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Over the holiday weekend i received a speeding ticket. 96 in a 65 my question is has anyone used Chevrolet smart driver in there defense? my speed was  never  over 80 . And if you have used it how did it go.thx 

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not going to work. Take your ticket like a man. And quit trying to get out of it, ITs good thing you didn't get put in jail for felony charges, IE reckless driving if you had a passenger then that's reckless endangerment, so on and so forth, You were doing wrong, Accept the consequences of your actions. Now go pay you fine and move on.

 

Edited by puppykat33
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also the smart driver app when i drive my Camaro says i never get over 80 as well, which i know is a lie. I think its an average speed per ignition cycle or some shyt. but it is deff not correct ever.

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I had my first ticket in over 20 years last December. 10 over. Went to pay the fine and sign up for defensive driving. The judge happened to be there my wife was chatting with him. She new his father. He over heard me saying first one in 20 years and was just going with the flow. He deferred it and 30 days after it was like it never happened. Now I’m pissing people off by staying just 5 over max. The op is lucky. I hear in most case 30 over is a license loss. I’d send the money in and cross my fingers.

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In some states, like Virginia, that's a felony reckless.  That could've been an impound on the scene, etc.  Virginia has a messed up law.  If you're 20 over the limit is reckless.  If you're doing 81 mph and up, regardless of the posted speed limit, that's a reckless.  Some freeways have a 70 mph posted limit. 

 

In other states it's just a speeding ticket, but the DMV will alert your insurance company.  Most states will tell your insurance company if you are more than 10 or 15 mph over the limit, but not until convicted.  Since you were accused of doing 31 over you may want to fight it, plead it down, or get a plea in abeyance.  In fact, whatever you say in court can be used against you for a conviction.  Admitting to speeding, but contesting the speed written on the ticket may l might help you get the penalty reduced.  The court gets its fees, and the officer is one ticket closer to fulfilling their weekly quota.  IANAL, but maybe the app will help.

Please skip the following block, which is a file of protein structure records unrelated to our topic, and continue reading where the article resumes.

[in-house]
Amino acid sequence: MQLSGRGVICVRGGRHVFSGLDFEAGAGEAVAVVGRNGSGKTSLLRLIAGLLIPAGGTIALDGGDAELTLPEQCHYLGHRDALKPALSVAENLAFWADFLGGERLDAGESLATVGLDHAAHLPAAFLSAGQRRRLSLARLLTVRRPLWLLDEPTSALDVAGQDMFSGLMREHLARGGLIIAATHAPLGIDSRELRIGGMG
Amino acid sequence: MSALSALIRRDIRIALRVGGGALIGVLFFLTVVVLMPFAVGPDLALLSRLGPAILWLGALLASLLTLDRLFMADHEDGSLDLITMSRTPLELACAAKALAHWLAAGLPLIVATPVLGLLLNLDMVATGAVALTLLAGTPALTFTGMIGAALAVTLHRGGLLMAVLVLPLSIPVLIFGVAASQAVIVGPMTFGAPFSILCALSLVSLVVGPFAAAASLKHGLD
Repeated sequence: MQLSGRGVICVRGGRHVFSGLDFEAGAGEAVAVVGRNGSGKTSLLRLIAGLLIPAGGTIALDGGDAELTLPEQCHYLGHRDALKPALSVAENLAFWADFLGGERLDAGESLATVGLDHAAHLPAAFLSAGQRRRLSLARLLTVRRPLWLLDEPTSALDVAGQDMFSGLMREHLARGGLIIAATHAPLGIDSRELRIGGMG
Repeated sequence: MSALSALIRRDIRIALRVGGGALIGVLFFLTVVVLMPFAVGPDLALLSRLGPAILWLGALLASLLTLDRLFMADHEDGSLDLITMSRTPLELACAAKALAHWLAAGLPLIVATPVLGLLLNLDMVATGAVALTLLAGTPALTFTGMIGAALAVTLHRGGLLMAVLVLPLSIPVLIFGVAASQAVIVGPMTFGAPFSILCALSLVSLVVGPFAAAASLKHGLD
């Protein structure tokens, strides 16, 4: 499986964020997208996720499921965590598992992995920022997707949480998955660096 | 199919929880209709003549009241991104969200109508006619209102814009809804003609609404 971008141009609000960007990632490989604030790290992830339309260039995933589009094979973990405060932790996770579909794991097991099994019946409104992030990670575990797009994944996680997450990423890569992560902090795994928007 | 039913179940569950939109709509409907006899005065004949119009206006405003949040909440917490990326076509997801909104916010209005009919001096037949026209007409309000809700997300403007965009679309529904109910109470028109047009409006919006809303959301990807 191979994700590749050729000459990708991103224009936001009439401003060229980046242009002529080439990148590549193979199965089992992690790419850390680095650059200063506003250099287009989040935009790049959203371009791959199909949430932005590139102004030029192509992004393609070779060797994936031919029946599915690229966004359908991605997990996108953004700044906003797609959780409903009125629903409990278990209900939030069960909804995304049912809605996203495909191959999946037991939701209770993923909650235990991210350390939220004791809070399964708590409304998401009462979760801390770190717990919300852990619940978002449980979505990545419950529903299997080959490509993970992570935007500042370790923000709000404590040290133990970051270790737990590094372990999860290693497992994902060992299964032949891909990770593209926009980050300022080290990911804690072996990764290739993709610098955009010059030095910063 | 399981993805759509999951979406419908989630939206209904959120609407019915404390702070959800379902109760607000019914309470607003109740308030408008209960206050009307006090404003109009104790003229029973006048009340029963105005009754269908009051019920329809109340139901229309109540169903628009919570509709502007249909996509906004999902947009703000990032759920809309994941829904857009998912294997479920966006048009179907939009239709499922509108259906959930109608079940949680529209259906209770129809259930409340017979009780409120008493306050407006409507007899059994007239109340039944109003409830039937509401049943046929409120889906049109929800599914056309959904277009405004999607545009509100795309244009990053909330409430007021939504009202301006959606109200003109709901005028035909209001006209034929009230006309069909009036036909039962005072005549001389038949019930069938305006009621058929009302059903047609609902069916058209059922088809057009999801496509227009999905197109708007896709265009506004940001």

However, the app is garbage.  Last week my 3 year old sustained a head injury.  She was vomiting, and trying to fall asleep.  While another family member was trying to keep her awake I drove as fast as I could to the hospital ER.  The app says the drive was 12 miles (no dispute there), that my average speed was 36 mph, and I was over 80 mph 22% of the time.  Truth is, I was bouncing off the speed limiter of 98 mph the majority of those 12 miles.  The app is definitely wrong.  Go ahead and criticize, but I'm faster and better trained than an ambulance driver, and experienced in high speed driving.  I even have the certifications and trophies to prove it.  Traffic wasn't that bad, and most people moved out of the left lane as I approached and flashed my lights.  Since my child's well-being was a factor, I'd have no problem doing it again.  Point is, even though the app says you never went over 80 mph, odds are you probably were doing 96 mph.  However, in the courtroom it's not what you know, but what you can prove.  The data in the app is something you can prove.  I say give it a try, but remember that IANAL.

 

Each state is different.  You just gotta know the rules you have to play by.  I got out of a bogus speeding ticket in Colorado once because the police officer couldn't prove his radar detector was calibrated correctly in the courtroom.  And, it was a bogus ticket.  This was before Chevy had an app.

Edited by Transient
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6 hours ago, Transient said:

In some states, like Virginia, that's a felony reckless.  That could've been an impound on the scene, etc.  Virginia has a messed up law.  If you're 20 over the limit is reckless.  If you're doing 81 mph and up, regardless of the posted speed limit, that's a reckless.  Some freeways have a 70 mph posted limit. 

 

In other states it's just a speeding ticket, but the DMV will alert your insurance company.  Most states will tell your insurance company if you are more than 10 or 15 mph over the limit, but not until convicted.  Since you were accused of doing 31 over you may want to fight it, plead it down, or get a plea in abeyance.  In fact, whatever you say in court can be used against you for a conviction.  Admitting to speeding, but contesting the speed written on the ticket may l might help you get the penalty reduced.  The court gets its fees, and the officer is one ticket closer to fulfilling their weekly quota.  IANAL, but maybe the app will help.